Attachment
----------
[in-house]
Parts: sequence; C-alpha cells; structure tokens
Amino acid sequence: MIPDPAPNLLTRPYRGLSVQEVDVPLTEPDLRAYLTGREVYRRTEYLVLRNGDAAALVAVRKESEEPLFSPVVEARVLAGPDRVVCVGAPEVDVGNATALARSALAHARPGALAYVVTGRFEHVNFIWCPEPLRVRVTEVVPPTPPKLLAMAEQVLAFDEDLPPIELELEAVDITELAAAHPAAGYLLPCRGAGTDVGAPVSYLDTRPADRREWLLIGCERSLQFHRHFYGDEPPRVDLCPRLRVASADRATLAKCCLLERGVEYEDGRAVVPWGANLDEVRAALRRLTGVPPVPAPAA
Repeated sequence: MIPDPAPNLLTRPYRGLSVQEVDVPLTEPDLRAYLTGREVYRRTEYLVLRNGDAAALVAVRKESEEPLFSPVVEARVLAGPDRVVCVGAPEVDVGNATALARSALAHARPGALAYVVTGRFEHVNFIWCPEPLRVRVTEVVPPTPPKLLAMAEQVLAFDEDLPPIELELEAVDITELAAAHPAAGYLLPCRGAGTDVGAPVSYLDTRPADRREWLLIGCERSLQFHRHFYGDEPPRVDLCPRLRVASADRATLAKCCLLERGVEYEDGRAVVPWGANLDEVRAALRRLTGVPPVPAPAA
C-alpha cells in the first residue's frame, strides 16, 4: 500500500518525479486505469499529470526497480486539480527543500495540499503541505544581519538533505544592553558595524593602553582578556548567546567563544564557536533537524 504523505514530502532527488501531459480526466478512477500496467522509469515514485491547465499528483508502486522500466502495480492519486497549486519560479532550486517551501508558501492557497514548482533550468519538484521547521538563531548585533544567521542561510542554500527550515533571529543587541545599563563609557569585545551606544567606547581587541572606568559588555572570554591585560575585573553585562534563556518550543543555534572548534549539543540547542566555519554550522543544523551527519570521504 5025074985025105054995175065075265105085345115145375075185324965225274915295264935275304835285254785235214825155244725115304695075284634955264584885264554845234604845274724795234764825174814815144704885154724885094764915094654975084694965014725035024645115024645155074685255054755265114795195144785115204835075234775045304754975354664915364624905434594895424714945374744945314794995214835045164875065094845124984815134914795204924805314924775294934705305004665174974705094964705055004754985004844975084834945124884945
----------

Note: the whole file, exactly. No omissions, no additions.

[in-house]
Parts: sequence; C-alpha cells; structure tokens
Amino acid sequence: MIPDPAPNLLTRPYRGLSVQEVDVPLTEPDLRAYLTGREVYRRTEYLVLRNGDAAALVAVRKESEEPLFSPVVEARVLAGPDRVVCVGAPEVDVGNATALARSALAHARPGALAYVVTGRFEHVNFIWCPEPLRVRVTEVVPPTPPKLLAMAEQVLAFDEDLPPIELELEAVDITELAAAHPAAGYLLPCRGAGTDVGAPVSYLDTRPADRREWLLIGCERSLQFHRHFYGDEPPRVDLCPRLRVASADRATLAKCCLLERGVEYEDGRAVVPWGANLDEVRAALRRLTGVPPVPAPAA
Repeated sequence: MIPDPAPNLLTRPYRGLSVQEVDVPLTEPDLRAYLTGREVYRRTEYLVLRNGDAAALVAVRKESEEPLFSPVVEARVLAGPDRVVCVGAPEVDVGNATALARSALAHARPGALAYVVTGRFEHVNFIWCPEPLRVRVTEVVPPTPPKLLAMAEQVLAFDEDLPPIELELEAVDITELAAAHPAAGYLLPCRGAGTDVGAPVSYLDTRPADRREWLLIGCERSLQFHRHFYGDEPPRVDLCPRLRVASADRATLAKCCLLERGVEYEDGRAVVPWGANLDEVRAALRRLTGVPPVPAPAA
C-alpha cells in the first residue's frame, strides 16, 4: 500500500518525479486505469499529470526497480486539480527543500495540499503541505544581519538533505544592553558595524593602553582578556548567546567563544564557536533537524 504523505514530502532527488501531459480526466478512477500496467522509469515514485491547465499528483508502486522500466502495480492519486497549486519560479532550486517551501508558501492557497514548482533550468519538484521547521538563531548585533544567521542561510542554500527550515533571529543587541545599563563609557569585545551606544567606547581587541572606568559588555572570554591585560575585573553585562534563556518550543543555534572548534549539543540547542566555519554550522543544523551527519570521504 5025074985025105054995175065075265105085345115145375075185324965225274915295264935275304835285254785235214825155244725115304695075284634955264584885264554845234604845274724795234764825174814815144704885154724885094764915094654975084694965014725035024645115024645155074685255054755265114795195144785115204835075234775045304754975354664915364624905434594895424714945374744945314794995214835045164875065094845124984815134914795204924805314924775294934705305004665174974705094964705055004754985004844975084834945124884945